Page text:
South Florida trade in the time of Ebola, ISIS, revolution and repression
11/09/2014 2:00 PM
11/10/2014 3:04 PM
This whole Ebola thing got me to thinking about how South Florida trades with countries that are in the news for all the wrong reasons.
Countries like Liberia and Burkina Faso in Africa but also Syria and Iran in the Middle East, Myanmar in Asia, and Venezuela and Cuba in our backyard. I was surprised how many times Miami International Airport, PortMiami or Port Everglades appeared near the top in rank among U.S. ports for these nations.
Let’s start with Liberia, which is ground zero for Ebola.
Liberia’s trade with the United States fell to $203.83 million through the first nine months of 2014, according to WorldCity analysis of U.S. Census Bureau data released last week. That’s 3.35 percent below its total trade during the same period last year, through September.
But, get this: Trade between Liberia and Port Miami has increased 208 percent when compared to the same nine months of 2013. Port Miami now ranks No.20 for U.S. trade with Liberia. But, if this makes you a little jumpy, despair not: 100 percent of that trade is exports to Liberia.
There are 20 distinct export categories in the $688,006 total, with $100,000 in parts for machinery the top PortMiami export. Also on the list are tubes and pipes, books, bandages, prefabricated buildings, glues and adhesives, hand tools, a motor vehicle or two, and some paint and varnish.
Nearby is Burkina-Faso, which has escaped any issues with Ebola, unlike other neighbors Sierra Leone and Guinea. But late last month and earlier this month, it experienced significant protests that led to the departure of its leader and a quick succession of military leaders.
Because the trade data is released about 30 days after the end of the month, the abdication will not reveal itself in Census data until later this year and into next year.
But through September, Burkina’s trade with the United States rose to $61.35 million, a 2.41 percent increase over the same time period last year.
As it turns out, Miami International Airport ranks No.5 in the nation for trade with the West African nation — with trade increasing 467 percent to $3.7 million. While MIA has a trade surplus with Burkina, it is relatively balanced.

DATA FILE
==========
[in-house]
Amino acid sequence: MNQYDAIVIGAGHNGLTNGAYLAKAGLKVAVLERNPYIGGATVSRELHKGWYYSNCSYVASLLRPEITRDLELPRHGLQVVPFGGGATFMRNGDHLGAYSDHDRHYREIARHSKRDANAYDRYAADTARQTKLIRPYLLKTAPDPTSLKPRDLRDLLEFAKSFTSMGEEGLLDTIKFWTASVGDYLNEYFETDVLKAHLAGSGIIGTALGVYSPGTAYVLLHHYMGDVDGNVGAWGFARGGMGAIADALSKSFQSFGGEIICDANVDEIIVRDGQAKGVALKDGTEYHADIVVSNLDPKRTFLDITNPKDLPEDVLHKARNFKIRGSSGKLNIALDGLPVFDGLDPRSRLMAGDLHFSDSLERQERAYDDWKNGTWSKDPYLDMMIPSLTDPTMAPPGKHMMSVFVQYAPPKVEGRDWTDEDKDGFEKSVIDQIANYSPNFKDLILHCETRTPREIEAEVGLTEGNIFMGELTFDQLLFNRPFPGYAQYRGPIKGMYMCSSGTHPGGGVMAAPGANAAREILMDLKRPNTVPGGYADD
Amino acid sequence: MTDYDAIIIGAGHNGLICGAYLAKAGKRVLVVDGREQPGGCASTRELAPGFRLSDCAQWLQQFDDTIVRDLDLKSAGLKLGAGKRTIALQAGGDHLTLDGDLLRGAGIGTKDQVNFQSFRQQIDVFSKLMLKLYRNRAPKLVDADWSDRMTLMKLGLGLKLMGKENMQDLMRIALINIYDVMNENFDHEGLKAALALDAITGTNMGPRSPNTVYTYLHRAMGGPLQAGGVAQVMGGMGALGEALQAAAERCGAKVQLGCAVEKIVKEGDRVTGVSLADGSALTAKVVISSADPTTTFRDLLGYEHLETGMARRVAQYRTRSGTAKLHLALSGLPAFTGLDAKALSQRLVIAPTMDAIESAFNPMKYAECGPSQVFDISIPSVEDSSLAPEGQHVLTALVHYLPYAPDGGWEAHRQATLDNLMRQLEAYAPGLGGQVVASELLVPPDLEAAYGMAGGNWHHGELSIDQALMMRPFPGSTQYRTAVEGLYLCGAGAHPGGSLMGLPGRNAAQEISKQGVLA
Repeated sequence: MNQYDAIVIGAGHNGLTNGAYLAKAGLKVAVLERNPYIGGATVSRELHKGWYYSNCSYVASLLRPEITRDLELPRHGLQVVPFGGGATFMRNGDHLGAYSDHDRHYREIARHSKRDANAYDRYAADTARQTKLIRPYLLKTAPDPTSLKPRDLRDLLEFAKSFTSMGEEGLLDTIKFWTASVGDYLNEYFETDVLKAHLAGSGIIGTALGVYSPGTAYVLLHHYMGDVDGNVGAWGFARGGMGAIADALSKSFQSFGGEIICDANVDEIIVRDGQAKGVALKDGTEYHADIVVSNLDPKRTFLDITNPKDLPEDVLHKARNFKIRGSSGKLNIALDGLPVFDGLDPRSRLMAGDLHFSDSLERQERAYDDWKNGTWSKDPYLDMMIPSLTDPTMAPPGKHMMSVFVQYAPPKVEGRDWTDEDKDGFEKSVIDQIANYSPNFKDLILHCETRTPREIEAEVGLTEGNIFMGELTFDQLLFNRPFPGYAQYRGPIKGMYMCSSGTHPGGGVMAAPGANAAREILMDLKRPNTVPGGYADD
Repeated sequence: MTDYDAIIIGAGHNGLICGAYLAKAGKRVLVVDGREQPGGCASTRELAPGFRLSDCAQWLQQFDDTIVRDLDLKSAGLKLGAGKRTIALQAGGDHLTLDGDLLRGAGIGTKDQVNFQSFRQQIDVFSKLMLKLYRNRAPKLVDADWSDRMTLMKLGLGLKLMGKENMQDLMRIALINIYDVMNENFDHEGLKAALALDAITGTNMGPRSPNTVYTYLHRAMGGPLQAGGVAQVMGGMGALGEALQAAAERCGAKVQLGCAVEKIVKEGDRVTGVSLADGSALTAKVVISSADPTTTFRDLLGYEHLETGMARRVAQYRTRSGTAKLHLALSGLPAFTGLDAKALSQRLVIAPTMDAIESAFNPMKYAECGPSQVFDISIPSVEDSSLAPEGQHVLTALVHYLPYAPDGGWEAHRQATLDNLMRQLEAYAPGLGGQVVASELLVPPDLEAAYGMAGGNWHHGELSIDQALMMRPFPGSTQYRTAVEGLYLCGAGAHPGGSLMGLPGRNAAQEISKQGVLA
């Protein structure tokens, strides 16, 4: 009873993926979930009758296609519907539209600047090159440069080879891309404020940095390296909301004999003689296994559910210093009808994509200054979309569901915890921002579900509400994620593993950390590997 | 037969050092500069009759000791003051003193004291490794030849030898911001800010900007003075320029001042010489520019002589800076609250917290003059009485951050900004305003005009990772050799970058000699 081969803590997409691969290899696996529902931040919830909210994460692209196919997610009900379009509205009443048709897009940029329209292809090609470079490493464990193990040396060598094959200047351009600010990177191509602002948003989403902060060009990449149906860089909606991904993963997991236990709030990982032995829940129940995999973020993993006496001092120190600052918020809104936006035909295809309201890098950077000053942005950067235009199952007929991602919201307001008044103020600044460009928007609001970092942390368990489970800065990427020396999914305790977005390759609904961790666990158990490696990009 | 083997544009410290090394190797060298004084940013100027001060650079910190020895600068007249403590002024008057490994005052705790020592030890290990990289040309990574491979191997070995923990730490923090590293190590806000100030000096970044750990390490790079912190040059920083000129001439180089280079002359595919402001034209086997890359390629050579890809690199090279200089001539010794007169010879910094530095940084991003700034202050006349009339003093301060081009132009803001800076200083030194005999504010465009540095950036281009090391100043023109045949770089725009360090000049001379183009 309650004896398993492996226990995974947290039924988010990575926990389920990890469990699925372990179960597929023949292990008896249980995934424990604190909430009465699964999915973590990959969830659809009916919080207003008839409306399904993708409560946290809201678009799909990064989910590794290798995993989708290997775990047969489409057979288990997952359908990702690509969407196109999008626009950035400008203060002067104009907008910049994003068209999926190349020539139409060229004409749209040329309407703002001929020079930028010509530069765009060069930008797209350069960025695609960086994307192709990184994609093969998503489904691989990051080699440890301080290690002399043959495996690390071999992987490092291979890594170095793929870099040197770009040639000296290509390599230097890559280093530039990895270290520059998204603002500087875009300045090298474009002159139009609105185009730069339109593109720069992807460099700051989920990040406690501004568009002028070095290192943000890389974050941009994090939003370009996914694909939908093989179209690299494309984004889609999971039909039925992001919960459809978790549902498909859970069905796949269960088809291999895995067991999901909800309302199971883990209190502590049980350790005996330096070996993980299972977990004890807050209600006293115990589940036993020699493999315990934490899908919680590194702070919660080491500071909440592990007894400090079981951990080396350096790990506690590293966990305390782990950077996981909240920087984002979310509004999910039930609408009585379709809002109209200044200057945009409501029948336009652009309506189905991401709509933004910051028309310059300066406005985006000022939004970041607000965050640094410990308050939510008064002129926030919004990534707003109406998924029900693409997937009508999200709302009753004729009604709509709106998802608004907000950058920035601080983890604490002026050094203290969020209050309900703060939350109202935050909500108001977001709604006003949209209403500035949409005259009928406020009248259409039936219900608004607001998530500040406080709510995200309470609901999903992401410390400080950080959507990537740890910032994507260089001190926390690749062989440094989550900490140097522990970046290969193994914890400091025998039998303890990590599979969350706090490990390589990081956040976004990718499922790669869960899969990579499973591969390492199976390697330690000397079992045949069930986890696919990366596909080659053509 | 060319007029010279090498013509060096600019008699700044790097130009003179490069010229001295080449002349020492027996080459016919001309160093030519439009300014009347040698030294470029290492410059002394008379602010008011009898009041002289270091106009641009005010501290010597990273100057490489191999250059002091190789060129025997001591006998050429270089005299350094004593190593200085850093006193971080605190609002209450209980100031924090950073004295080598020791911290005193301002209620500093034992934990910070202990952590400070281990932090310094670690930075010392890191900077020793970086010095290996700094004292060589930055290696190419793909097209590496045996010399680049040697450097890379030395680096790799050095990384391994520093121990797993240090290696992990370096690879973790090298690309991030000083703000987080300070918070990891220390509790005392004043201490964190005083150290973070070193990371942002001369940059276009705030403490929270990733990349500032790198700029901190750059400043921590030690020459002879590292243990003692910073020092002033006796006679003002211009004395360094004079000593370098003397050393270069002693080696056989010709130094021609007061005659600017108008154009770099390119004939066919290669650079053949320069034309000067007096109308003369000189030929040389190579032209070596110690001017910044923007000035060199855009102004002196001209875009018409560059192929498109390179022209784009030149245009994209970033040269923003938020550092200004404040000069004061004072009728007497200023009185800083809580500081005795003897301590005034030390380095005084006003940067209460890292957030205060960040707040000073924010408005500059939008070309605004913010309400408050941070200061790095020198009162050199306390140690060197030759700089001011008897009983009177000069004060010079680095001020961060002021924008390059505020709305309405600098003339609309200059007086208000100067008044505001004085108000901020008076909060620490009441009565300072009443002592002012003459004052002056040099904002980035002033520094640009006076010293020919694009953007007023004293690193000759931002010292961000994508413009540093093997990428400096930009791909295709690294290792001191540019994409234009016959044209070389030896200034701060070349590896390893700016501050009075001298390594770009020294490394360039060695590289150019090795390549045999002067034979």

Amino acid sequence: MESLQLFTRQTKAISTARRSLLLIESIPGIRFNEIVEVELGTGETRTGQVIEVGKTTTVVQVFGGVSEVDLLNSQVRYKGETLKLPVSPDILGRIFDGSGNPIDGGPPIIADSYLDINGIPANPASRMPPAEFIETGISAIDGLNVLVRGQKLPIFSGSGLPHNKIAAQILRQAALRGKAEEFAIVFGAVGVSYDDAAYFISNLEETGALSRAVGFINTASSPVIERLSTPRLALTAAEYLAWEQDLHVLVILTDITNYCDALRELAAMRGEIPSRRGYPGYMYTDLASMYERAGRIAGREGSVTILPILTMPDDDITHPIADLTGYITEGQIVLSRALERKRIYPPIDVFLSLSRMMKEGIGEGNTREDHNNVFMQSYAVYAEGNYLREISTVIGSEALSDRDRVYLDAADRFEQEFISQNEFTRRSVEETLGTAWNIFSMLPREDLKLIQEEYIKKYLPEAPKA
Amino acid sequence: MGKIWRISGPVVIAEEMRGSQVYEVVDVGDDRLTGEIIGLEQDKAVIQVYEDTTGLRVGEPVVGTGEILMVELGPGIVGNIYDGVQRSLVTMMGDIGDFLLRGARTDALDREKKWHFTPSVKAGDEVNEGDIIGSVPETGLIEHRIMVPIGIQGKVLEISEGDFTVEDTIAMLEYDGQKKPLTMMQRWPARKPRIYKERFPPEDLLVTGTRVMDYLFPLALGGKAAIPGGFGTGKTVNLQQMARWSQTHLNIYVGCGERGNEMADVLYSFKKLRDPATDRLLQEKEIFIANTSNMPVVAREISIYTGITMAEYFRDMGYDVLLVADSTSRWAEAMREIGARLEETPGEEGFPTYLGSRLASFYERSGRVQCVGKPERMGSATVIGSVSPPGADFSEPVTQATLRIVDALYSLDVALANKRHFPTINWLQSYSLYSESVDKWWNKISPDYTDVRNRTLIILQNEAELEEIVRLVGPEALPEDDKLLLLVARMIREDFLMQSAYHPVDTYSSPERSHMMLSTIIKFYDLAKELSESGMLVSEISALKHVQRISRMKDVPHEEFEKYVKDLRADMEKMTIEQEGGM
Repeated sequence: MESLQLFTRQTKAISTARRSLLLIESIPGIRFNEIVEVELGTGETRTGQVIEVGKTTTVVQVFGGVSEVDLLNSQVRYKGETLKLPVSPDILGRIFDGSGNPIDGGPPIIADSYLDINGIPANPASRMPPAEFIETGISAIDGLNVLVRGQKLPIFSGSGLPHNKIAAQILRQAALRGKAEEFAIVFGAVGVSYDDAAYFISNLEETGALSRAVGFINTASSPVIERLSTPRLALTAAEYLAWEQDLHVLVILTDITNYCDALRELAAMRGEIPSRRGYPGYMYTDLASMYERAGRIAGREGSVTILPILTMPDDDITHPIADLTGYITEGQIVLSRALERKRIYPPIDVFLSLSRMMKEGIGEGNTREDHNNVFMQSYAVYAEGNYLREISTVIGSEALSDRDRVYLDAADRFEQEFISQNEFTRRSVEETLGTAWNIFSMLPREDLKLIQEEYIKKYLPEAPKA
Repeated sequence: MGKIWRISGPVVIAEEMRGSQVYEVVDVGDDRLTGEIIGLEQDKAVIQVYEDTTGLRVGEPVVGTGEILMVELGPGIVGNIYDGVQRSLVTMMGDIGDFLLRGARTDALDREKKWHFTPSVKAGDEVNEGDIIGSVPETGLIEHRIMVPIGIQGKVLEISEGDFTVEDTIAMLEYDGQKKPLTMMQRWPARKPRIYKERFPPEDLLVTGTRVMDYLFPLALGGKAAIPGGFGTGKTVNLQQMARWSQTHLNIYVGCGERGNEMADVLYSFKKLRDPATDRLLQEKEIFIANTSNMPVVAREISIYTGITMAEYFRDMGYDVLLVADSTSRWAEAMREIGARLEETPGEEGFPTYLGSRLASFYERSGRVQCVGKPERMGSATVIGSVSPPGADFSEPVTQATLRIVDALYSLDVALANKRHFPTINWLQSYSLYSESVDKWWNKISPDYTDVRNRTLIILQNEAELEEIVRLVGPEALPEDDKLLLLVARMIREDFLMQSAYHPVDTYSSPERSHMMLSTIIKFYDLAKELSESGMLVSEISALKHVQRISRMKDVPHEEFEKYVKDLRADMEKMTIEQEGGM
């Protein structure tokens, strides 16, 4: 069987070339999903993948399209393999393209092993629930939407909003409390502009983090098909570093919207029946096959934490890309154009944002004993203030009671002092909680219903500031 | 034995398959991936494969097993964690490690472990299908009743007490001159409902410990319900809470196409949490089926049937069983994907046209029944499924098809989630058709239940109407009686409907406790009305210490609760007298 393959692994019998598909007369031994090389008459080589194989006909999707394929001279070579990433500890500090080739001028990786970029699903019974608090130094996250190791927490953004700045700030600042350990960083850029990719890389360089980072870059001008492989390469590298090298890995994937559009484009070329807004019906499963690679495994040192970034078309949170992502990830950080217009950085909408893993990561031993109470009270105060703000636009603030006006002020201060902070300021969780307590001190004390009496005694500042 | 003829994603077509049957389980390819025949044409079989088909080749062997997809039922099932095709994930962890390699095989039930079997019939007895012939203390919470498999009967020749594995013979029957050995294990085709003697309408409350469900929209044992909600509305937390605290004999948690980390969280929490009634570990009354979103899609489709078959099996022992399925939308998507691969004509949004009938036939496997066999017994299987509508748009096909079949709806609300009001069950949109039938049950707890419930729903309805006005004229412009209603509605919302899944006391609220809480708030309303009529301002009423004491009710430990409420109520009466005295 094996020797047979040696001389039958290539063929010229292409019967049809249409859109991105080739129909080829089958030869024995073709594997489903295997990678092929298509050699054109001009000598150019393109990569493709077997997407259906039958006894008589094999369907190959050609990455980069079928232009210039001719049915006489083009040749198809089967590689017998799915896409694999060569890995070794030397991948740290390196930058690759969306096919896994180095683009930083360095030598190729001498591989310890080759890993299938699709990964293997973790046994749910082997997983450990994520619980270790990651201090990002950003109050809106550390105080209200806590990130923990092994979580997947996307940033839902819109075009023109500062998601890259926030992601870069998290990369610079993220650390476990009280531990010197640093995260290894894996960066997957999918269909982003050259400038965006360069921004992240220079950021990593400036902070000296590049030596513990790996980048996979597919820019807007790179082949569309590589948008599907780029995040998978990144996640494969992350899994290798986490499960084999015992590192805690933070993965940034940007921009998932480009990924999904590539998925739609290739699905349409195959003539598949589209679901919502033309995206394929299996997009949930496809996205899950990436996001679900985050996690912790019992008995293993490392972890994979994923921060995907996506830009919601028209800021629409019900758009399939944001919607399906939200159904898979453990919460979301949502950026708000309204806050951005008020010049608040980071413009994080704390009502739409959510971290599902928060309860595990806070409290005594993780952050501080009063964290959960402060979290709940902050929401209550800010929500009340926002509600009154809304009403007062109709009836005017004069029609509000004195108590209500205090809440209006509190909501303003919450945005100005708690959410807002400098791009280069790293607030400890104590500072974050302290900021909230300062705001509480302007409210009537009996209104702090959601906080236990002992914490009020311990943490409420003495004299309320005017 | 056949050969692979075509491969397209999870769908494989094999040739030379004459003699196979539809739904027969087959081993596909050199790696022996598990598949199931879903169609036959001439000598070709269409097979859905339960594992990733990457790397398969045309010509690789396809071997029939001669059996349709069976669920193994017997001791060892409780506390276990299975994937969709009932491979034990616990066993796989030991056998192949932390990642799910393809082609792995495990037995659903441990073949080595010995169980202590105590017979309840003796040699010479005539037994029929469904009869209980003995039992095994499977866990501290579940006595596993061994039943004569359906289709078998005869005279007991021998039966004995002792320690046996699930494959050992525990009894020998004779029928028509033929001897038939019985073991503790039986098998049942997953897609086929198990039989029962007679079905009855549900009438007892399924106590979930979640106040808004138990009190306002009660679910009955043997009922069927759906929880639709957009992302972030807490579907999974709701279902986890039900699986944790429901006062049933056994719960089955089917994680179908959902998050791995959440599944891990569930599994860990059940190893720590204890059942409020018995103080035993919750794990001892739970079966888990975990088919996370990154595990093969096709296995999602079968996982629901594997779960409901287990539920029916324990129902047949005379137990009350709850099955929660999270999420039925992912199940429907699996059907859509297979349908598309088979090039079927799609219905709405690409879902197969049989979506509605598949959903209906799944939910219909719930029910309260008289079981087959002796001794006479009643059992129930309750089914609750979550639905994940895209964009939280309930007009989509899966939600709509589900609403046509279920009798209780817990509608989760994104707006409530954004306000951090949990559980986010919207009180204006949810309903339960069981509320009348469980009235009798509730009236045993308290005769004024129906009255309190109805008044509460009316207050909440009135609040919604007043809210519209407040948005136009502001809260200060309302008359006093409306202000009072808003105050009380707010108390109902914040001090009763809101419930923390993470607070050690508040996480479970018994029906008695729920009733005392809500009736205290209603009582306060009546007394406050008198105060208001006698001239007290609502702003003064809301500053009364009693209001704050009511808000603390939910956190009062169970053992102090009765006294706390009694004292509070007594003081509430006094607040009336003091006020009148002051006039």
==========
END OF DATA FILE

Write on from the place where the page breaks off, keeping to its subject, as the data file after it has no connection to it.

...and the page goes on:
On the export side, $1.01 million was in aircraft or aircraft parts with another $823,206 in mechanical appliances used to dispense liquids. On the import side, there is only one import: gold, valued at $1.52 million. Gold has been an important import into South Florida since the global recession and it has become a hub for this trade on both the import and export side. The 2014 gold shipments represent MIA’s first import of any type from Burkina-Faso in more than a decade.
Let’s head to the Middle East and Syria, where the situation has gone from horrible to worse. It has gone from massive revolt against a repressive and brutal leader willing to use chemical weapons on his own people to the rise of ISIS, which is posting videos of the beheadings of journalists, including a former Miami resident, on the Internet and slaughtering citizens of Iraq and Syria.
Syria’s trade with the United States is off 33.04 percent from last year, to $14.59 million.
Despite that, trade with Port Everglades has increased 181 percent this year to $821,936, and the Broward County seaport now ranks No.6 nationally for U.S. trade with Syria. It is all imports; there have been no exports this year. All of the imports have been in the category of stone monuments or similar artwork, with the vast majority classified as coming from a calcareous stone, such as travertine or marble.